Seven Spoons: My Favorite Recipes for Any and Every Day is the first book from Tara O'Brady, the culinary and photography mastermind behind the Seven Spoons blog. Her recipes are delicious, wholesome and totally inventive. Tara's voice shines through in every recipe, which makes reading the book a complete joy. All the recipes we've made have been winners for every member of our family.
Tara graciously shared this gorgeous recipe for a corn and tomato soup with us — give it a try and be sure to check out Seven Spoons.
You're most likely familiar with elote, slathered grilled corn on the cob in a mixture of mayonnaise, chile powder, lime, salt, and cheese that is popular in Mexico. One summer dinner when we had more than the expected number at the table and not enough cobs for one per person, I stripped the corn into one big bowl and served from there. That was the night I learned about esquites, the Mexican street snack of boiled or sautéed corn kernels, finished like elote. Esquites not only makes corn go further, but also makes the eating neater, if that's a concern, and easier for those who have trouble with biting from the cob. (Parents with children of teeth-losing age, bookmark this page.)
Here, I take those flavors and whizz them into a cool gazpacho. The soup is vividly bright and refreshing, yet lush on the spoon. It suits the heat of high summer, on both the nights when you feel you can swim through the humidity and those that bake you dry. The corn, tomatoes, peppers, and onion create a layered sweetness, and then the vinegar dives straight through it all.
I prefer this soup without a burn; the poblano cream continues the vinegar's twang, with the emphasis on the fruity qualities of the pepper rather than its heat. The production is low effort, and the result is as irresistible as its predecessors.
RECIPE: Esquites and Yellow Tomato Gazpacho
ears yellow or bicolor corn, husked and snapped in two
1¼pounds yellow tomatoes, stemmed
1 small sweet onion, chopped
2 cloves garlic, minced
1 yellow bell pepper, stemmed, seeded, and
2 slices hearty white bread, ideally stale,
each 1 inch thick, crusts removed
¼cup blanched almonds
1 tablespoon white wine vinegar, plus more as
Medium-grain salt and freshly ground black
2 to 3 tablespoons
extra-virgin olive oil
bunch of cilantro, leaves and tender stems chopped, plus a few sprigs left
whole for garnish
ounce cotija or feta cheese, crumbled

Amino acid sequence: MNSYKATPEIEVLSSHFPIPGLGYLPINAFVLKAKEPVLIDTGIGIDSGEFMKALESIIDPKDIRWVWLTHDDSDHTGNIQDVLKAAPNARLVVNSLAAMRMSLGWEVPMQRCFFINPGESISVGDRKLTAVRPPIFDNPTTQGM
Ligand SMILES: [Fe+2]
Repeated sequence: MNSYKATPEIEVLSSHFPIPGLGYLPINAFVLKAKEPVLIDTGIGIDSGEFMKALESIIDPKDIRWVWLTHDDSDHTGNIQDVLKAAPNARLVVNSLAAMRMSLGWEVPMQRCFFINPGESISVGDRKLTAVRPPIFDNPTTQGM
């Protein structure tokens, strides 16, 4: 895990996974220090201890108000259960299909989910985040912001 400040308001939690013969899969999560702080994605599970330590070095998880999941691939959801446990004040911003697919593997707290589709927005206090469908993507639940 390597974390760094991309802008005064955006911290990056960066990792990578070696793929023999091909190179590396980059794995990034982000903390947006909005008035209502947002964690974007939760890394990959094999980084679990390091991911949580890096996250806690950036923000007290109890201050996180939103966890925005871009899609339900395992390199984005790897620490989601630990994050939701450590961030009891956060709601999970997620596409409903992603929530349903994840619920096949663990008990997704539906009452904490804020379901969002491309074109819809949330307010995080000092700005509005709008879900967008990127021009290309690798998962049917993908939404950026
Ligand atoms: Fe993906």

1/3 cup crema or sour cream
Medium-grain kosher salt
and freshly ground black pepper
Cayenne or smoked paprika (optional)
To make the soup, fill a biggish bowl with cold water and ice.
Bring a large pot of water to a boil over high heat. Salt the water liberally.
Plunge the corn into the pot and cook for 2 minutes. When the time's up,
submerge the cobs in the ice water for 3 minutes, then transfer to a rimmed
baking sheet. While the corn cools, keep the pot of water at a boil. With a
paring knife, cut a small cross into the bottom of each tomato. Carefully drop
the tomatoes into the boiling water and let them bob for 20 seconds. Lift the
tomatoes from the pot and plunge into the ice water. Once cool, peel, core, and
chop the tomatoes.
In a blender,
process the onion, garlic, and bell pepper into a paste. Scrape down the sides
of the carafe, then add the bread in chunks, followed by the almonds, and
Slice the corn
kernels from the cobs. Set aside approximately ¾ cup (180 g) kernels for
garnish, then add the rest of the corn to the blender, along with the chopped
tomatoes. Puree the vegetables until absolutely velvety, about 3 minutes. Pour
in 1½ teaspoons of the vinegar, a generous pinch of salt, and some pepper.
Process again. With the motor running, add most of the olive oil in a thin,
steady stream through the hole in the blender's lid. Pop the lid's stopper back
into place and let the machine run for a good while, maybe 2 minutes more,
until the liquid is silky and emulsified. Stop the blender, taste, adding more
of the remaining 1½ teaspoons vinegar, salt, or oil, as needed. The flavors
will dull when chilled, so they should be more than convincing now. Flip the
motor on for another 30 seconds, then pour the soup into a serving bowl or
pitcher. Cover and refrigerate for at least 2 hours, and up to overnight.
About an hour
before you're looking to eat, make the chile cream. Char the poblano over a gas
flame or under a broiler, turning regularly until blackened on all sides, 7 to
10 minutes. Transfer to a bowl and cover with plastic wrap. Leave to steam for
about 20 minutes. Stem, peel, seed, and chop the chile, and add to a blender or
food processor with the cilantro and cheese. Blitz to a fine green and white
confetti. Scrape down the sides, pour in the crema, add a few grinds of pepper,
and blend again. Taste, then season as needed with salt and pepper. Cover and refrigerate
To serve, in a
small bowl, squeeze the juice from half the lime over the shallot. Sprinkle in
some salt and pepper and leave at room temperature to marinate, stirring now
Right before serving, peel, seed, and dice the avocado. Fold the
avocado into the pickled shallot. Ladle the chilled soup into bowls, top with
the reserved corn, avocado, chile cream, cilantro leaves, and cayenne powder.
Cut the remaining lime half into wedges and place in a bowl on the table. Eat.
word on breaking the cobs of corn in half: doing so will allow a smaller pot
for boiling, and will give a flat base for removing the kernels later.
For those who look for pep
in their chiles, use 2 to 3 jalapeños instead of the poblano in the cream. And
in regard to that cream, it can instead be made with a pestle and mortar or by
cutting by hand, yielding a brawny variation on the theme.